Lou Hemsey

It was 1971, and George Pincus of Gil Music Publishing called me into his office and asked me to listen to a new group that had come his way and was looking for a publishing deal.  I was George’s free-lance on staff record Arranger-Producer; Lou Hemsey.  I was young then, we all were.

When I sat down to listen, there in front of me was the group called “Meadow”.  Walker Daniels, Chris Van Cleave, and Laura Branigan.  They began to sing a number of their songs and I was immediately intrigued by the writing.  Chris and Walker wrote the material, both together and separately, but each had a unique style for what was going on in the business at that time.  Naturally, Laura, had a big voice capable of such a wide range of emotion; a talent not really shown to it’s capability by her subsequent pop success a few years later.

So the audition was over and George asked me, “What do you think?”  I was impressed, again, the writing was so unique, substantive, emotional and also truly quirky in a hip/creative sort of way.  Each member had their own creative strength, and yet, they layered over each other perfectly.

Next step, we set up a “LIVE AUDITION” at Paramount records, then based in NY, with the president of the label, Tony Martell, in his outer office. Tony was known for his excellent ears, we did three or four songs, and he signed the group.  First up, was a single with Laura’s big lead torch vocal: “Here I Am.”  That track was recorded with two others; “Cane and Able,” and “Something Borrowed-Something Blues.”  We tracked those three songs live with everybody, except the vocal overdubs naturally, at National-Edison Studios in New York City, with Frank Kulaga doing the engineering.

Now, I had to come up with a unique production approach for the album.  I decided, and the group all agreed, to combine some orchestral instruments into the arrangements which seem to blend perfectly to the intelligent song writing of Chris and Walker.  This, for me, was the key.  Humbly, I guess you could say I was in good company without really knowing it at the time, as that was the same production/arranging approach George Martin took with the fabulous Britts, The Beatles.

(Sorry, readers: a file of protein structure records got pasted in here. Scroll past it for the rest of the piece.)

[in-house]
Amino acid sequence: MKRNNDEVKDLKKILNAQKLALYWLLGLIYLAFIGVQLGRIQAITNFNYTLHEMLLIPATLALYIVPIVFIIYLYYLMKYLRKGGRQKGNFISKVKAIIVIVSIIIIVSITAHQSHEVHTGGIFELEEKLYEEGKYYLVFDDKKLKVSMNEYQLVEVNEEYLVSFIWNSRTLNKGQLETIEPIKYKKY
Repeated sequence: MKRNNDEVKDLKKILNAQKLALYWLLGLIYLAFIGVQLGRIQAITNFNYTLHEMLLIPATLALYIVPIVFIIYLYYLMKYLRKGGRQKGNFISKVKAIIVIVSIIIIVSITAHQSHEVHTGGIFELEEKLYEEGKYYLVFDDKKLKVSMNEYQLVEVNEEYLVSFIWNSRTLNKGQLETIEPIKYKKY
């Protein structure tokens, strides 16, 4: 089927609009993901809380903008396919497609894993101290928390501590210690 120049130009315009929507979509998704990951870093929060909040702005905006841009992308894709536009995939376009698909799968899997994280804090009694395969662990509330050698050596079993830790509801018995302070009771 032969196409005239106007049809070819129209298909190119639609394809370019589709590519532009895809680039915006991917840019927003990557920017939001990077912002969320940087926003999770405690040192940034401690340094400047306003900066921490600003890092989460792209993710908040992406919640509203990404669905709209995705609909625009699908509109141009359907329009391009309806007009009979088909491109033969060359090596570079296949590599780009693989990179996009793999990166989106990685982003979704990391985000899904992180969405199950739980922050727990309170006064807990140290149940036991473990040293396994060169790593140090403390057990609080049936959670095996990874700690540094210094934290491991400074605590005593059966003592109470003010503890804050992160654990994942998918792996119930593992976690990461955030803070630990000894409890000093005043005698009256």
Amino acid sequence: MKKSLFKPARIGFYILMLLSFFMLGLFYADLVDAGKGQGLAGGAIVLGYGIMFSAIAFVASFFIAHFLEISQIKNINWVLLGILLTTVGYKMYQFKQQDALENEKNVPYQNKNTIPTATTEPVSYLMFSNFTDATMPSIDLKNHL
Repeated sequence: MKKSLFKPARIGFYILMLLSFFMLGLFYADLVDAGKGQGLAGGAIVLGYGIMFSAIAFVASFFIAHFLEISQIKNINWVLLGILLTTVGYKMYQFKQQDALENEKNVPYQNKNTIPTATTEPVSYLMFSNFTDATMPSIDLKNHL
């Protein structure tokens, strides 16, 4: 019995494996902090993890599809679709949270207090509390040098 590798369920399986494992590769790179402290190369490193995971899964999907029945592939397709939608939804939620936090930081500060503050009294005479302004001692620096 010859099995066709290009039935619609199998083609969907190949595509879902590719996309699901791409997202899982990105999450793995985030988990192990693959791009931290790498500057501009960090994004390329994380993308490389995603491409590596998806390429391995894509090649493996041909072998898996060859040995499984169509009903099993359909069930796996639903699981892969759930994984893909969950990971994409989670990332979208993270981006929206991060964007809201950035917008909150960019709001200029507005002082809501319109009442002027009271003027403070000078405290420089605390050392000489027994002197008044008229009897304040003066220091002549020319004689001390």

After the singles sessions, the Album, “The Friend Ship.” was recorded in its entirety at Opal recording (right next to Studio 54 in NYC), with Steve Jerome doing the tracking.  The best guys were with us on that album as well as the single session; super creatives like Jerry Friedman on electric guitar, and Ricky Marotta on drums.

Of all the work I have done, and it’s quite a lot, nobody cared more about the art and music than those three artists.  They were a dream to work with.  Every idea I put forth, that might have been out of their initial comfort zone, was embraced whole heartedly.  Some we kept, some we discarded.  But it truly was a wonderful collaboration. The beauty for me was, and I trust for them as well, that the newness and uniqueness of the collaboration, kept raising the passion level, so to speak. 

The album titled “The Friend Ship,” was truly a blend of alternative (at the time), pop, calm acid, a touch of Folk, and classical fusion.  Unfortunately, I believe the album was a bit ahead of its time, which is a good thing, if the label got it.  I believe Paramount was a bit at a loss as to what to do.  They never really “worked” the album, more or less just released it, and there were quite a few singles on it in my opinion.

Unfortunately, for us, we were also caught in a bad time for the label, as a boat load of money and attention from Paramount was going to a Broadway show they had recently invested in quite heavily.  This great, creative force of an album, sort of got lost in the shuffle; something I understand, but sadly for everyone, we never got heard, really. Songs like “Vanity Fair", "Artist", "Everything I’ve Known”,  “When You Were Young", "Lawless Lady", "Cane and Able", and the commercial “See How They Run,” aka “Three Blind Mice,”  really said something.  Again, that was the essence of their writing. 

Vocally, both Chris and Walker had unique voices, although Chris was the real singer of the two men.  Walker’s voice was unique, in a character way.  And naturally Laura’s voice was big, powerful, and had an extreme wide range of emotion.  Most notably, my favorite Laura Branigan vocal line, that we worked on performance wise, was in one of the few songs the group did not write titled: “The Lawless Lady.”  If you get a chance to hear the line “I’ll Mend Your Lonely Love Life,” you will hear what I mean, as to nuances and expression that were never really heard after she left the group and went solo. Then check out Chris Van Cleave’s, powerful, emotional vocal on, “Everything I’ve Known”:  you feel every lyric.  And then Walker Daniel’s rose to his singing level with his quirky Tim Burton type vocal on “Vanity Fair.”

Sadly, as some of you know, both Walker Daniels and Laura Branigan are not with us; both dying way too young.  Nevertheless, the most prolific and creative member of the group is still creating and performing, as well as acting and teaching.  My true creative colleague, Chris Van Cleave.

Oh, and one last thing, while Laura sang lead on a track called, “Artist”, this was written by Chris.  And for all those who create, this truly is a masterpiece of emotion for all who do.  In many ways, the essence of that song, is what Meadow is really about.

If you can find it, I believe the album still is out there for sale.

Louis Hemsey
Meadow / “The Friend Ship”
Paramount Records / 1972